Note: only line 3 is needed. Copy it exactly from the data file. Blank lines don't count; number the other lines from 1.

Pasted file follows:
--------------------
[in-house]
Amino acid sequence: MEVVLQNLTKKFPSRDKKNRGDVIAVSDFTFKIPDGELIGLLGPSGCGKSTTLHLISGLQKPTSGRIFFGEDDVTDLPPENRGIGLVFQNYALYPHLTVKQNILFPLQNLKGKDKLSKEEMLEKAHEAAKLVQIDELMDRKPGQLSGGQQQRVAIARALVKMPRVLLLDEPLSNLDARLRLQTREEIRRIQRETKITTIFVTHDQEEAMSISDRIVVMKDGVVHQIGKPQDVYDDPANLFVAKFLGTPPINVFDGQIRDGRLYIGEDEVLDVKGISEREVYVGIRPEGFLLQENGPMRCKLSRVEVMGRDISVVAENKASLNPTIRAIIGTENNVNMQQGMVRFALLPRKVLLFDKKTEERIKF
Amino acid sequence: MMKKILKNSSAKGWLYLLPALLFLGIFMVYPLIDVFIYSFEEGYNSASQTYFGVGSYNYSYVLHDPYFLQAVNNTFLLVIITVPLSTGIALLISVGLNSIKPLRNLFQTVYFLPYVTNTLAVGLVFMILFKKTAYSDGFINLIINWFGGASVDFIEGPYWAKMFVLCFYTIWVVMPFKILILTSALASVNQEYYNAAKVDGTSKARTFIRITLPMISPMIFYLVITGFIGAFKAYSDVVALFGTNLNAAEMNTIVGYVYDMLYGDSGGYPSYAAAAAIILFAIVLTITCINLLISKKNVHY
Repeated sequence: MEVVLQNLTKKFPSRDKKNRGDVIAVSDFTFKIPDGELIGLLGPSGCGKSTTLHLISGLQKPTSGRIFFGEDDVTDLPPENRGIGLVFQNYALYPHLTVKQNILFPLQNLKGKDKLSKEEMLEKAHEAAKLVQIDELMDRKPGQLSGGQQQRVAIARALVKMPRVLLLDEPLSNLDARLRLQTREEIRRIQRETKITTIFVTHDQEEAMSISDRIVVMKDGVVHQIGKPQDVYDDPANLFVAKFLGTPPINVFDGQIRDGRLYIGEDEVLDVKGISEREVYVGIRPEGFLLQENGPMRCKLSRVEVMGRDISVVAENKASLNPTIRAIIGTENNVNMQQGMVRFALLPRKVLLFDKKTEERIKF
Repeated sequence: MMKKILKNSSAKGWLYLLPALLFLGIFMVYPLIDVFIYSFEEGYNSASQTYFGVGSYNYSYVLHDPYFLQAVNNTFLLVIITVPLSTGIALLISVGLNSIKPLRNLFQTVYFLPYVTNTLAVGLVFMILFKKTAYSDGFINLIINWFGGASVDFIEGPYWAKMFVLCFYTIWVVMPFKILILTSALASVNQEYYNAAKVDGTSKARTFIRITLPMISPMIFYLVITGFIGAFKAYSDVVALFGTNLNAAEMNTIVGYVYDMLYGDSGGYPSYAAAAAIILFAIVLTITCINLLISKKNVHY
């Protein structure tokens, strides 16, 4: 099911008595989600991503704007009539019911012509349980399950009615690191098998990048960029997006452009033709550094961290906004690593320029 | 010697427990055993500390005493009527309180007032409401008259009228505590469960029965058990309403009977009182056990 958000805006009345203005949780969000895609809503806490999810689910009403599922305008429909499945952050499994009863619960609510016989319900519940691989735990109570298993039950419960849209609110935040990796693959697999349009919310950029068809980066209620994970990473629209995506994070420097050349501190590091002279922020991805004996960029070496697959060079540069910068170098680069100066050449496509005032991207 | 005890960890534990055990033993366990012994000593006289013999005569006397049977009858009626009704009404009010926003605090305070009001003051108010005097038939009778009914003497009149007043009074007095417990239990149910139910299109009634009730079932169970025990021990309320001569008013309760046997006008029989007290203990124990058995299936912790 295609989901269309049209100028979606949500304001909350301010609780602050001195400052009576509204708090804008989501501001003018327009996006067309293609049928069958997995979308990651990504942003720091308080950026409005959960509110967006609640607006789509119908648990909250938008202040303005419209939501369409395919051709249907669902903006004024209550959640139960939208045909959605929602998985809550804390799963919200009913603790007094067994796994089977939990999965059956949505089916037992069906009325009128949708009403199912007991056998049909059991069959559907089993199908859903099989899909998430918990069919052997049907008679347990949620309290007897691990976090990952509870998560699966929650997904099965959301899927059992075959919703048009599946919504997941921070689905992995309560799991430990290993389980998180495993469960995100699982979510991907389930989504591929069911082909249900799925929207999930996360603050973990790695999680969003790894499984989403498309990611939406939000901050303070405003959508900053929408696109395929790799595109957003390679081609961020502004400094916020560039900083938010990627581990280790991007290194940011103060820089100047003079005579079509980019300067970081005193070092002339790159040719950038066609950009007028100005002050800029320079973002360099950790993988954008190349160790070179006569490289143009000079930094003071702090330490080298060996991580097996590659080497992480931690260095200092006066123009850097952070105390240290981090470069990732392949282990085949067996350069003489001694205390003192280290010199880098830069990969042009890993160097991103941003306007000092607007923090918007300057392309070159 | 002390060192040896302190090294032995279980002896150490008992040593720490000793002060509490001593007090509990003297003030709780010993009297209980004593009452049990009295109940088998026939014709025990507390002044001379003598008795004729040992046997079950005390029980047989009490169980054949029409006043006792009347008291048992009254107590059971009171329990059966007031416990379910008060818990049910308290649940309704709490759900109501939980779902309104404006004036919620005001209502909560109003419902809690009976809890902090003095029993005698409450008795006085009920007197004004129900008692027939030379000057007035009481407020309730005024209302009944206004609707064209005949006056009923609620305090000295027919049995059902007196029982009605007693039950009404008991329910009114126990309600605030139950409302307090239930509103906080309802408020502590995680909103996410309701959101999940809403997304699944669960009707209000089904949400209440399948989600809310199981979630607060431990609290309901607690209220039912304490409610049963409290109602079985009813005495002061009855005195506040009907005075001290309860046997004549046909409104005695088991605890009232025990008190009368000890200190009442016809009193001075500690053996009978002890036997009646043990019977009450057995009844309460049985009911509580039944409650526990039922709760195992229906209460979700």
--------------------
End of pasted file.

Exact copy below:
Amino acid sequence: MMKKILKNSSAKGWLYLLPALLFLGIFMVYPLIDVFIYSFEEGYNSASQTYFGVGSYNYSYVLHDPYFLQAVNNTFLLVIITVPLSTGIALLISVGLNSIKPLRNLFQTVYFLPYVTNTLAVGLVFMILFKKTAYSDGFINLIINWFGGASVDFIEGPYWAKMFVLCFYTIWVVMPFKILILTSALASVNQEYYNAAKVDGTSKARTFIRITLPMISPMIFYLVITGFIGAFKAYSDVVALFGTNLNAAEMNTIVGYVYDMLYGDSGGYPSYAAAAAIILFAIVLTITCINLLISKKNVHY